A shorter way to say this is "Don't bluff with combat." If it will take the +6 to win a combat, don't initiate that combat unless you are going to play your +5 or +6. If I attack your Cleric, it's not because I'm trying to burn your combat cards (unless I'm starting a fight I know I can't win). It's because I want to wound your Cleric. And then kill him next turn.

Leaving Enemy Wounded On The Board
Just kill them. Really.  Their Strength is a zero, so you should be able to kill them fairly easily. And it's a victory point that you need to win the game.  If you leave enemy wounded lying around, you give your opponent a chance to get a Cleric there to heal them.  Or someone else there to carry the wounded character off the board, costing you your chance to kill them (and gain that point).

Rotating Rooms to Set Up Future Turns
It's silly to try to set up future turns by rotating rooms. Especially if your opponent has any character on a Rotation Gear that controls it - this goes double if it's the Mechanork. You should only rotate rooms for two reasons. Either you need the room turned so you can take advantage of the rotation right now or turning the room will make things more difficult for your opponent. Any other reason for turning the room is a waste of AP.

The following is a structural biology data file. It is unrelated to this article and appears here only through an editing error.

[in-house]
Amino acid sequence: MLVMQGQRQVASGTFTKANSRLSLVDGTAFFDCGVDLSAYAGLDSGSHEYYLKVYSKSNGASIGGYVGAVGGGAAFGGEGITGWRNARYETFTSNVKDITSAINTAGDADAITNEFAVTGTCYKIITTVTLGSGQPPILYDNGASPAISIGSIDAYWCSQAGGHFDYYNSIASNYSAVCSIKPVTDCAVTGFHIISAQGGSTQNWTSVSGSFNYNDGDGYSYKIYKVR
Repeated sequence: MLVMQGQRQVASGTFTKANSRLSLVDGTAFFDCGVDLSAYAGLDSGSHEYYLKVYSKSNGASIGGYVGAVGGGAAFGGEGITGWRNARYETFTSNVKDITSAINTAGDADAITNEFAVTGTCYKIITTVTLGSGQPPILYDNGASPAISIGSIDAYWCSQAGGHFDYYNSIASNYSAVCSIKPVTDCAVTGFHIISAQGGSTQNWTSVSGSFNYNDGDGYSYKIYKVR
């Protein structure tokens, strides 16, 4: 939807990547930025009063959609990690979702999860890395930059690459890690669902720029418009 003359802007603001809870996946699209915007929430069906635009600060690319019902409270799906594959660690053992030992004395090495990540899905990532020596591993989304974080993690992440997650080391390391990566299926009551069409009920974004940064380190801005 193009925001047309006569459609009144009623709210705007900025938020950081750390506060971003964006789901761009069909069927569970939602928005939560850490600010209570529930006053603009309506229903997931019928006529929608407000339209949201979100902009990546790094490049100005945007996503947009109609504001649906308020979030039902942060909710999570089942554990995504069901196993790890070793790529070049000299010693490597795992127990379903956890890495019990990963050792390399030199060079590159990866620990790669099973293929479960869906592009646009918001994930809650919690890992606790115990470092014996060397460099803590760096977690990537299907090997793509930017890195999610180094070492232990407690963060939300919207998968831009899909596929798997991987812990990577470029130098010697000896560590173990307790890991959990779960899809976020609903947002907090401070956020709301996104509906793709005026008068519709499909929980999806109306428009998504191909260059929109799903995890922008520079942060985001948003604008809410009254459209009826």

Relying on Items
This is an easy trap to fall into. That Fireball Wand ... it's a Victory Point! So is that Treasure. But you can't guarantee that you'll be able to get your hands on either of them. You can tip the odds in your favor, but you never know what's in a room until you reveal it. You will never be sure you can get your hands on them, so basing your strategy on them is doubly silly. If my strategy is Victory through Fireball Wand and Treasure and I never get my hands on ether one of them ... well ... my odds are looking pretty bad.